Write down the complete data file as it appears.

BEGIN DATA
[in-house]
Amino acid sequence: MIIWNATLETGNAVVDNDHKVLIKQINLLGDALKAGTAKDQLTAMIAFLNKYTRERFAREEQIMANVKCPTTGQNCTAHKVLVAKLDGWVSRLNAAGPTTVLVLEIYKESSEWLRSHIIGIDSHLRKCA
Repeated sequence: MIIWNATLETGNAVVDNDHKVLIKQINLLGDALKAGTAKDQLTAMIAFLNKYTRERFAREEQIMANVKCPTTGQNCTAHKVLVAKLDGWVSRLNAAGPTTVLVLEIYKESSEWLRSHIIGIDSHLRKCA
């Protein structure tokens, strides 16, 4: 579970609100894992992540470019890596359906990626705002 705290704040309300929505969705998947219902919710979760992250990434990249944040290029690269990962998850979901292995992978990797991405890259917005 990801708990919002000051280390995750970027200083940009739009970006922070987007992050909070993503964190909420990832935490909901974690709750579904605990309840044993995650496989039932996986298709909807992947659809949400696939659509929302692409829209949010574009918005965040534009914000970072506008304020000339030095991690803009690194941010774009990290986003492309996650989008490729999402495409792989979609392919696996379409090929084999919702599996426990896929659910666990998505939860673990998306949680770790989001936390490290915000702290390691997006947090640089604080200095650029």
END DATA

[in-house]
Amino acid sequence: MIIWNATLETGNAVVDNDHKVLIKQINLLGDALKAGTAKDQLTAMIAFLNKYTRERFAREEQIMANVKCPTTGQNCTAHKVLVAKLDGWVSRLNAAGPTTVLVLEIYKESSEWLRSHIIGIDSHLRKCA
Repeated sequence: MIIWNATLETGNAVVDNDHKVLIKQINLLGDALKAGTAKDQLTAMIAFLNKYTRERFAREEQIMANVKCPTTGQNCTAHKVLVAKLDGWVSRLNAAGPTTVLVLEIYKESSEWLRSHIIGIDSHLRKCA
């Protein structure tokens, strides 16, 4: 579970609100894992992540470019890596359906990626705002 705290704040309300929505969705998947219902919710979760992250990434990249944040290029690269990962998850979901292995992978990797991405890259917005 990801708990919002000051280390995750970027200083940009739009970006922070987007992050909070993503964190909420990832935490909901974690709750579904605990309840044993995650496989039932996986298709909807992947659809949400696939659509929302692409829209949010574009918005965040534009914000970072506008304020000339030095991690803009690194941010774009990290986003492309996650989008490729999402495409792989979609392919696996379409090929084999919702599996426990896929659910666990998505939860673990998306949680770790989001936390490290915000702290390691997006947090640089604080200095650029």